Paramount Styles, "Come To New York"

David Bazan, Damien Jurado, See Me River at Chop Suey, 8 p.m., $15

There's probably no better songwriter than




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Tonight's Show Suggestions


Paramount Styles, "Come To New York"

David Bazan, Damien Jurado, See Me River at Chop Suey, 8 p.m., $15

There's probably no better songwriter than David Bazan to play a

benefit for John Spalding, the 33-year-old Seattle musician who died in

November after a long battle with lung cancer. In his decade-long

musical career, Spalding played with 90 Lb. Wuss and Raft of Dead

Monkeys, and built friendships within the music community. Bazan's

lyrics -- especially the songs he wrote while fronting Pedro the Lion --

are mostly first- and second-person narrative; in short, Bazan sings

about a nebulous "you" who is experiencing something poetic, tragic or

inspirational. The stories told in songs like "June 18, 1976" or "Slow

and Steady Wins the Race" are tragic tales of death, but they are

ultimately metaphors for greater emotions like loss and fear. Only

Bazan's songs could give voice to the sadness Seattle feels over

Spalding's passing. PAIGE RICHMOND

Le Hatepinks, the Hacks, Autolite Strike at Funhouse, 9:30 p.m., $7


I recently had the pleasure of seeing the Dead Milkmen reunite. They

were smart, political, subversive (altering their lyrics to "Tiny Town"

to include the verse "I knew a girl named Sarah Palin, she blew all the

roadies for Van Halen") and just as awesome as I wanted them to be at

16. I bring this up because Frenchies Le Hatepinks give their songs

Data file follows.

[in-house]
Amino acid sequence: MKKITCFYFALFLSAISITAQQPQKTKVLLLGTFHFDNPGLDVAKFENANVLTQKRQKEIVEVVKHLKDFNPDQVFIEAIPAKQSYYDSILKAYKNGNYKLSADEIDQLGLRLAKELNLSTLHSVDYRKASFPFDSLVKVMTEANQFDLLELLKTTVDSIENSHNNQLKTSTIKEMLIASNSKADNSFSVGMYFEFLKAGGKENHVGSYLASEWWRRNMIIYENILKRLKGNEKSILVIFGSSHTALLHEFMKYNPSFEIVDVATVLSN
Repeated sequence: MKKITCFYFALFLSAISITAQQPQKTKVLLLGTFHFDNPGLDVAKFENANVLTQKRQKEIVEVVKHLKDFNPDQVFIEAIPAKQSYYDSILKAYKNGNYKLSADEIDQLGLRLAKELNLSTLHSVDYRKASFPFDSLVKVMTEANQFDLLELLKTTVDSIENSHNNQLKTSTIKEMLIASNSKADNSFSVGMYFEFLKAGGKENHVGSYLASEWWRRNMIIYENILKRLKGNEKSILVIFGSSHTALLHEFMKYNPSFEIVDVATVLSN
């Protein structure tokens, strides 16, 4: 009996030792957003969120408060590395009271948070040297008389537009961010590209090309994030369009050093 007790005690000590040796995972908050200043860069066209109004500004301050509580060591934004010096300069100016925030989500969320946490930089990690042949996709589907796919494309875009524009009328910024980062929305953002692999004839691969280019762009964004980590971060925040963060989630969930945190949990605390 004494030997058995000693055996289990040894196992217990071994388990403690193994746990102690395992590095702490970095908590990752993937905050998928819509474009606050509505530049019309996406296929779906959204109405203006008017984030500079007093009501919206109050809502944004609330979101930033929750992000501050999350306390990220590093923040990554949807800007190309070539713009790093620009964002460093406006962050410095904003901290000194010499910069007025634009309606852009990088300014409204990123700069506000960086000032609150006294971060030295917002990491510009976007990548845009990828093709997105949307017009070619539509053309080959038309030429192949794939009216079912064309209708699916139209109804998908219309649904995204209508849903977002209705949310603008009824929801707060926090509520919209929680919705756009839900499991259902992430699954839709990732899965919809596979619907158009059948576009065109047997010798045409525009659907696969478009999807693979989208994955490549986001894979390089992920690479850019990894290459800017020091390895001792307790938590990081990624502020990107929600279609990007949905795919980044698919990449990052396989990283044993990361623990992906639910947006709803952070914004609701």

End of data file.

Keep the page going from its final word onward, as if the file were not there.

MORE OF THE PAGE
titles like "I Am A Divorce," "Should I Kill Myself or Go Jogging?,"

"Ikea Kitchen (it's like a gas chamber)" and remind me of the Dead

Milkmen in their simplicity, wit, fuck-you-itude and fevered commitment

to promoting the punk rock epitaph that life is, in fact, shit. They

differ in that Le Hatepinks have wrapped themselves so heavily in a

black Snugglie of guttery clich├ęs it's near impossible to figure out if

they are seriously serious or a brilliant, French, punk rock Spinal

Tap. Regardless, it's a treat to ponder the question, as they are

superbly fast, irreverent and raw. MA'CHELL DUMA LAVASSAR

Paramount Styles, Robert Roth, Red Jacket Mine at Sunset Tavern, 9 p.m., $8


With the notable exceptions of Fugazi's Guy Picciotto and Boss Hog's

Cristina Martinez, few figures in the mid-'90s punk scene possessed the

aggressive sexuality and disarming stage charisma that Girls Against

Boys' Scott McCloud had in spades. With GVSB on hiatus for the most

part (they still play random club dates from time to time), McCloud has

turned that magnetic energy towards more contemplative, down-tempo

territory with his new project, Paramount Styles. McCloud and GVSB took

a spiritual and fiscal beating at the hands of the major label system,

and the scars and wisdom that came with it are on full display on their

debut, Failure American Style. Blessedly, it's more heartrending than

hateful, with McCloud relaying vivid tales about drunks, whores and

dastardly music business people in his trademark husky growl. Uncharted

territory? Certainly not, but it's not without poignant potency. HANNAH LEVIN

 
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